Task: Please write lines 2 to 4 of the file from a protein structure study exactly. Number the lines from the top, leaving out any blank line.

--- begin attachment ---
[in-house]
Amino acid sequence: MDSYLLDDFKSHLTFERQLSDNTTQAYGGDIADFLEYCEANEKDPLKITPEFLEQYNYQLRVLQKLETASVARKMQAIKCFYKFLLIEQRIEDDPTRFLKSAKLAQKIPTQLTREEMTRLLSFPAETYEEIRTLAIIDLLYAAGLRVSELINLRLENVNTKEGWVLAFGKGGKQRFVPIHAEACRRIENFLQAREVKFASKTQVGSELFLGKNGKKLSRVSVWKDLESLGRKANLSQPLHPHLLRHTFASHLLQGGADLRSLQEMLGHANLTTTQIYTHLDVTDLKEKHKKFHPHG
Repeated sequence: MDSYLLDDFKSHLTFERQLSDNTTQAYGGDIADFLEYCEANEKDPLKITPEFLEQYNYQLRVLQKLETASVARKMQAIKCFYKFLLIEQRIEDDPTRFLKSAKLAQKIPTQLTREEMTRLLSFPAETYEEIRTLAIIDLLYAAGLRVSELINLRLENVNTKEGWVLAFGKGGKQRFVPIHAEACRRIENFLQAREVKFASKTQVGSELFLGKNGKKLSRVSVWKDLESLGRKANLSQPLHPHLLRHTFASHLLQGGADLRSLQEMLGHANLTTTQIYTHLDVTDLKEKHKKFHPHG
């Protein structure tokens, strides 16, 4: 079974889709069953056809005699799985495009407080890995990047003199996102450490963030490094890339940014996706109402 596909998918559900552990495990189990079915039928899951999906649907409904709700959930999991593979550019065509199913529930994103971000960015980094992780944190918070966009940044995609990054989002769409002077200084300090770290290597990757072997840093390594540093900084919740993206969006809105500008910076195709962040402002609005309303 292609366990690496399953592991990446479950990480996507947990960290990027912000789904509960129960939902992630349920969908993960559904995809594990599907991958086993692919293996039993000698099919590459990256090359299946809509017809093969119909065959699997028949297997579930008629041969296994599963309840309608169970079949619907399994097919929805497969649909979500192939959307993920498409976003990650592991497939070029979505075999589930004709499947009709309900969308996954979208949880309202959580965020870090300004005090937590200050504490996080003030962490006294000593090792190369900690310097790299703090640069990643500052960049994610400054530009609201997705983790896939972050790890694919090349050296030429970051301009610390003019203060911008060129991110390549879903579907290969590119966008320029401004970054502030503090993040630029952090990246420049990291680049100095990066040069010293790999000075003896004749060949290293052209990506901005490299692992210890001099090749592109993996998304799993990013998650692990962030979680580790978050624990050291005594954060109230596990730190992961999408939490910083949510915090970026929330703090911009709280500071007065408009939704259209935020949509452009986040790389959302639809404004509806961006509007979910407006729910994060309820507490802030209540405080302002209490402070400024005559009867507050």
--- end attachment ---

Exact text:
Amino acid sequence: MDSYLLDDFKSHLTFERQLSDNTTQAYGGDIADFLEYCEANEKDPLKITPEFLEQYNYQLRVLQKLETASVARKMQAIKCFYKFLLIEQRIEDDPTRFLKSAKLAQKIPTQLTREEMTRLLSFPAETYEEIRTLAIIDLLYAAGLRVSELINLRLENVNTKEGWVLAFGKGGKQRFVPIHAEACRRIENFLQAREVKFASKTQVGSELFLGKNGKKLSRVSVWKDLESLGRKANLSQPLHPHLLRHTFASHLLQGGADLRSLQEMLGHANLTTTQIYTHLDVTDLKEKHKKFHPHG
Repeated sequence: MDSYLLDDFKSHLTFERQLSDNTTQAYGGDIADFLEYCEANEKDPLKITPEFLEQYNYQLRVLQKLETASVARKMQAIKCFYKFLLIEQRIEDDPTRFLKSAKLAQKIPTQLTREEMTRLLSFPAETYEEIRTLAIIDLLYAAGLRVSELINLRLENVNTKEGWVLAFGKGGKQRFVPIHAEACRRIENFLQAREVKFASKTQVGSELFLGKNGKKLSRVSVWKDLESLGRKANLSQPLHPHLLRHTFASHLLQGGADLRSLQEMLGHANLTTTQIYTHLDVTDLKEKHKKFHPHG
């Protein structure tokens, strides 16, 4: 079974889709069953056809005699799985495009407080890995990047003199996102450490963030490094890339940014996706109402 596909998918559900552990495990189990079915039928899951999906649907409904709700959930999991593979550019065509199913529930994103971000960015980094992780944190918070966009940044995609990054989002769409002077200084300090770290290597990757072997840093390594540093900084919740993206969006809105500008910076195709962040402002609005309303 292609366990690496399953592991990446479950990480996507947990960290990027912000789904509960129960939902992630349920969908993960559904995809594990599907991958086993692919293996039993000698099919590459990256090359299946809509017809093969119909065959699997028949297997579930008629041969296994599963309840309608169970079949619907399994097919929805497969649909979500192939959307993920498409976003990650592991497939070029979505075999589930004709499947009709309900969308996954979208949880309202959580965020870090300004005090937590200050504490996080003030962490006294000593090792190369900690310097790299703090640069990643500052960049994610400054530009609201997705983790896939972050790890694919090349050296030429970051301009610390003019203060911008060129991110390549879903579907290969590119966008320029401004970054502030503090993040630029952090990246420049990291680049100095990066040069010293790999000075003896004749060949290293052209990506901005490299692992210890001099090749592109993996998304799993990013998650692990962030979680580790978050624990050291005594954060109230596990730190992961999408939490910083949510915090970026929330703090911009709280500071007065408009939704259209935020949509452009986040790389959302639809404004509806961006509007979910407006729910994060309820507490802030209540405080302002209490402070400024005559009867507050």